Music Lists

Here’s a List of Irish Artists to Add to Your Playlists For St. Patrick's Day

Celebrate St. Paddy's day indoors with some Jameson and these great artists.


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The parades may not be happening, but not all is lost.

Ireland's treasures extend much further than a yearly parade, infinite green fields, and a superior pint of Guinness. The Emerald Isle has bred an impressive amount of talent in the realms of poetry, acting, sport, and, of course, music.

For an island that occupies such little space on the planet, it has had an immeasurable impact on culture. Enya, a musician born in Gweedore, a district in Donegal with a population of 4,500, went on to sell 75 million records, win four Grammys, and earn a nomination for an Academy Award and a Golden Globe. U2, Van Morrison, and Sinead O'Connor, whose legend-status speaks for itself, are just a few other iconic Irish musicians.

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Music Features

See Paul Mescal of "Normal People" Alongside Dermot Kennedy in Virtual Live Concert Tonight

Don't miss the one-off event streamed from the National History Museum in London.

via Natural History Museum

With new coronavirus infections still rampant across the world, it's beginning to feel like public gatherings will be confined to the past for the foreseeable future.

One of the industries hardest hit by the global pandemic is undoubtedly the music industry, which relied on ticket sales from live events for much of its revenue. The industry has been scrambling to fill the void left behind by live music, and while some companies like BandCamp have undertaken efforts to help struggling music professionals, one of the most widespread responses to the pandemic has been live-streamed performances.

While many of these are on individual artists' Instagram accounts, some are actually holding ticketed, one-off events. Perhaps unsurprisingly, with little to do but sit at home and watch TV, people are responding positively to these virtual concerts, and as a result the concerts are getting more and more creative. As The Guardian notes, "Some venues are running and have already scheduled ticketed concerts to be streamed online."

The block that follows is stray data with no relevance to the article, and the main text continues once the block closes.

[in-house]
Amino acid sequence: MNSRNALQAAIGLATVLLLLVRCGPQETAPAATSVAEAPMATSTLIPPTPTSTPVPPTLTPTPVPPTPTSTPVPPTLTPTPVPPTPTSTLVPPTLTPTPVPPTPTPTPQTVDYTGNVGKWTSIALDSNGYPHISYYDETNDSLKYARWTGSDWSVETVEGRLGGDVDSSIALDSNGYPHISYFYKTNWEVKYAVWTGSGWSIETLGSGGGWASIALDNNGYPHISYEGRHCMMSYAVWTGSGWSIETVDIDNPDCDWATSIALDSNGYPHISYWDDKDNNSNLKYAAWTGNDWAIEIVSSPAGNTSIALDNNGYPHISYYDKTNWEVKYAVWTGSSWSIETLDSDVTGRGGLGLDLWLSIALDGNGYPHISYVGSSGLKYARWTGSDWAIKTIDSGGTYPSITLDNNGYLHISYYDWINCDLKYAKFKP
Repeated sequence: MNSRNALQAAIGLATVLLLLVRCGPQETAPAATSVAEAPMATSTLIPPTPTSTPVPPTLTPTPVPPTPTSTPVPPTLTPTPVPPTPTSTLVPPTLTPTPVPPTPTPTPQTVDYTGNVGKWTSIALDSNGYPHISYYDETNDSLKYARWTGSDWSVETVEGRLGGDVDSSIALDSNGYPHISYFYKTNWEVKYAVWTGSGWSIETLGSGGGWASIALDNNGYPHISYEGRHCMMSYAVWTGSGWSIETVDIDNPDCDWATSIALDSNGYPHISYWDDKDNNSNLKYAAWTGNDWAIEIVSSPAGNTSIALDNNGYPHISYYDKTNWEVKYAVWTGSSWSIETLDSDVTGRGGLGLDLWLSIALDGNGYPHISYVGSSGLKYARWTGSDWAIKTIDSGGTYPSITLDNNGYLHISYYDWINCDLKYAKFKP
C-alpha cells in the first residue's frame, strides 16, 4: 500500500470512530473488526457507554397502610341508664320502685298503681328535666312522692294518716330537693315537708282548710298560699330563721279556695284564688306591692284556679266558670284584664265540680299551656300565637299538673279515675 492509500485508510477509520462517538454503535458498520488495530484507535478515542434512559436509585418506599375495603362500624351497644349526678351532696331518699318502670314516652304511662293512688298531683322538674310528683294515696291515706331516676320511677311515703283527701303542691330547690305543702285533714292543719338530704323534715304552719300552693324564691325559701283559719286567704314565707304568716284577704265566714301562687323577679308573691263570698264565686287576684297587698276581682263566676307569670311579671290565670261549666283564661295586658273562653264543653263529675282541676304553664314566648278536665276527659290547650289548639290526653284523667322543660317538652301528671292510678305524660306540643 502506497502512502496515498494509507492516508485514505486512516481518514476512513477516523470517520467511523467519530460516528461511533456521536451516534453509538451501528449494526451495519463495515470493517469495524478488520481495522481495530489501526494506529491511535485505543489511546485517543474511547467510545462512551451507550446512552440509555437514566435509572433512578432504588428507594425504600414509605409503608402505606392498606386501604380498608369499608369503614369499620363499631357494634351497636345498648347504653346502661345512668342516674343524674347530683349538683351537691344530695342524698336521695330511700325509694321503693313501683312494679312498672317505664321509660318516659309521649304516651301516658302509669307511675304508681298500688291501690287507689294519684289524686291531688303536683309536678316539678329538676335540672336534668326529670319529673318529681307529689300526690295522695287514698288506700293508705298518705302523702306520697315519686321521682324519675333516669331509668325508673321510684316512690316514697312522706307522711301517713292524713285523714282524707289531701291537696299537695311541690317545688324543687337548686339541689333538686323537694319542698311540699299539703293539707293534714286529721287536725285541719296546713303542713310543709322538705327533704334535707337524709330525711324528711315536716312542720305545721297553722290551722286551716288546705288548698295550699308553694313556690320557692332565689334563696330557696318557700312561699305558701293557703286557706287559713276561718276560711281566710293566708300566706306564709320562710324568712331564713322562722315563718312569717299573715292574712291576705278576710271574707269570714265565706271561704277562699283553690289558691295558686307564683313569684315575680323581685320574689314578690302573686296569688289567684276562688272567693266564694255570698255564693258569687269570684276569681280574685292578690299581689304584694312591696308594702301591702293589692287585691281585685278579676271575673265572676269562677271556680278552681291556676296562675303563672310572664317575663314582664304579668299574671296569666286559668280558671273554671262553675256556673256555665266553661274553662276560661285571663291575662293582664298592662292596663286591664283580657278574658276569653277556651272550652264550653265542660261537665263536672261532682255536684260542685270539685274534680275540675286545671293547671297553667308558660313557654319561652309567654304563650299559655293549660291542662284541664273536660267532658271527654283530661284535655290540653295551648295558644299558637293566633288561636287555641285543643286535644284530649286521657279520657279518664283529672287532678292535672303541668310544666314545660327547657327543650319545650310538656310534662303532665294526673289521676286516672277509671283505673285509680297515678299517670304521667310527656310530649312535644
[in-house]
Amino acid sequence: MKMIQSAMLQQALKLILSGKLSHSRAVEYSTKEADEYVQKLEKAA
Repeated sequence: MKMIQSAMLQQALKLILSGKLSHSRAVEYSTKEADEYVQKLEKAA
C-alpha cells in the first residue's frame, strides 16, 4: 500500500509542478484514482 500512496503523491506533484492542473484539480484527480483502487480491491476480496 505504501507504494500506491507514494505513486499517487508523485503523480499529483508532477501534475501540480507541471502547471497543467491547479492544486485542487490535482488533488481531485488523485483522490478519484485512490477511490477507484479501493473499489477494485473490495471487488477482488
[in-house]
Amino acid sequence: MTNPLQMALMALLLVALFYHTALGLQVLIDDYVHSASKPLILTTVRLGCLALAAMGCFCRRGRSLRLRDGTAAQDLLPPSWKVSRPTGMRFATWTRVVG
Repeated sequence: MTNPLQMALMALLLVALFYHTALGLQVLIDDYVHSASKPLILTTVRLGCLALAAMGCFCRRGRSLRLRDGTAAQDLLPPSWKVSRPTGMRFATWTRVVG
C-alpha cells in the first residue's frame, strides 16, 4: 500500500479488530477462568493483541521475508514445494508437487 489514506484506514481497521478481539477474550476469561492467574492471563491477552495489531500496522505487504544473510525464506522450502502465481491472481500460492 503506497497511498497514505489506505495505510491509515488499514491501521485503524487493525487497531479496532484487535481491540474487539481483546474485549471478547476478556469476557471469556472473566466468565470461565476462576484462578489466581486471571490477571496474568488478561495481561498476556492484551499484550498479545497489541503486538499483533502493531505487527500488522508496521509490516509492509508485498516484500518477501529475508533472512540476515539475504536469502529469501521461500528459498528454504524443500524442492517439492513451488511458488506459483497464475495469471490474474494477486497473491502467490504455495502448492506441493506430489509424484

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Michal Augustini/Shutterstock

It's admittedly difficult to characterize Dermot Kennedy's sound in any succinct, easily digestible phrase or comparison.

Above all else, Kennedy is a singer-songwriter in the tradition of such masters of lyrics as Paul Simon and Bob Dylan; but at the same time, he deals in massive sonic statements that range from hip-hop to gospel to something hard to name that's all his own. The Irish 27-year-old has been steadily rising in popularity since 2015, and he's already amassed over 300 million streams without ever releasing a full length album. That is, until today, when his first album, Without Fear, finally dropped.

While there is much that sets Kennedy apart from your average singer-songwriter, his most striking quality is the unmitigated power and versatility of his voice. Few vocalists manage to find the balance between technical purity and raw emotion that he employs on every single track on Without Fear. Whether you like the music or not, it's impossible not to connect with the depth of humanity he conveys through the instrument of his voice. On "Dancing Under Red Skies," Kennedy meditates, as he often does, on lost love. He sings in the chorus, "No one ever got my soul right like she could," a grandiose statement turned genuine and heart-wrenching by the real longing in the singer's voice.

On previous offerings like "After Rain" and "Glory," Kennedy employed primarily acoustic music with synth effects layered ontop in delightfully haphazard, sporadic ways. The rhythms and synths seemed to deepen the music and modernize it without ever getting in the way of his astounding voice or the spirit of the lyrics. Now, on Without Fear, even familiar songs have been reinvented and given complex production. In the cases of old tracks that have been rearranged for the album, particularly "An Evening I Will Not Forget," one gets the sense of a painter so obsessed with perfection that he doesn't recognize when more layers of paint detract from his piece, rather than enhance it. While you have to respect the artistic impulse, Kennedy should have put the brush down. On the other hand, on many of the never-before-heard tracks the amped up production style serves the songs, the polished synthetic effects beautifully contrasting with the singer's raw and expressive voice. It's a master class in how hip-hop as a genre by no means excludes beatific melodicism; and a classical voice doesn't confine a person to churning out Josh Groban imitations.

Without Fear is, in many ways, a call to worship: Kennedy sets his listeners before an altar to the many ups and downs of love. In the album's grandiose dramatics, he captures something of the joy and the heartache of growing older, finding people to count on, and becoming who and what you want to be. The extravagance of the production holds up only because of the extravagant beauty of Kennedy's lyrics, creating an almost exhaustingly beautiful—if occasionally overwrought—debut album.

And by god, what a voice.

Without Fear